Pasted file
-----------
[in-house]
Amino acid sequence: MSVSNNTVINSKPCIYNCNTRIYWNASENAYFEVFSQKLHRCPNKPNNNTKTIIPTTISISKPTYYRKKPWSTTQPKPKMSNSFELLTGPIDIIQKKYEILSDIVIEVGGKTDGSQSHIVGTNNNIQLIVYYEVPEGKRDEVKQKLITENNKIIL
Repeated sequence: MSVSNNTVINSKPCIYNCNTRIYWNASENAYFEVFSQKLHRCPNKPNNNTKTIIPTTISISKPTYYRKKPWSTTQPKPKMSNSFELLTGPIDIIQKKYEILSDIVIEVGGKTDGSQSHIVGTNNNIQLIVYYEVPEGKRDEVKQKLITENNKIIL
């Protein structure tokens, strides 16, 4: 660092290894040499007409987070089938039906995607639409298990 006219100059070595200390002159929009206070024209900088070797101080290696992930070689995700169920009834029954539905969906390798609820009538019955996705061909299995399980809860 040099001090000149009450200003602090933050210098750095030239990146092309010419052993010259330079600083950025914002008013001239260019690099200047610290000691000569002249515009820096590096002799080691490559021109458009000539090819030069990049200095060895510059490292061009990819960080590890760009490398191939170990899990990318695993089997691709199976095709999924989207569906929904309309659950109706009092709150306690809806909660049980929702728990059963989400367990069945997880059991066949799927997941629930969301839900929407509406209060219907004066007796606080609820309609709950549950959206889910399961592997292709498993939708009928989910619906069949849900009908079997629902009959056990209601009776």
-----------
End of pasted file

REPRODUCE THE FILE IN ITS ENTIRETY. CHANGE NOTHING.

[in-house]
Amino acid sequence: MSVSNNTVINSKPCIYNCNTRIYWNASENAYFEVFSQKLHRCPNKPNNNTKTIIPTTISISKPTYYRKKPWSTTQPKPKMSNSFELLTGPIDIIQKKYEILSDIVIEVGGKTDGSQSHIVGTNNNIQLIVYYEVPEGKRDEVKQKLITENNKIIL
Repeated sequence: MSVSNNTVINSKPCIYNCNTRIYWNASENAYFEVFSQKLHRCPNKPNNNTKTIIPTTISISKPTYYRKKPWSTTQPKPKMSNSFELLTGPIDIIQKKYEILSDIVIEVGGKTDGSQSHIVGTNNNIQLIVYYEVPEGKRDEVKQKLITENNKIIL
């Protein structure tokens, strides 16, 4: 660092290894040499007409987070089938039906995607639409298990 006219100059070595200390002159929009206070024209900088070797101080290696992930070689995700169920009834029954539905969906390798609820009538019955996705061909299995399980809860 040099001090000149009450200003602090933050210098750095030239990146092309010419052993010259330079600083950025914002008013001239260019690099200047610290000691000569002249515009820096590096002799080691490559021109458009000539090819030069990049200095060895510059490292061009990819960080590890760009490398191939170990899990990318695993089997691709199976095709999924989207569906929904309309659950109706009092709150306690809806909660049980929702728990059963989400367990069945997880059991066949799927997941629930969301839900929407509406209060219907004066007796606080609820309609709950549950959206889910399961592997292709498993939708009928989910619906069949849900009908079997629902009959056990209601009776």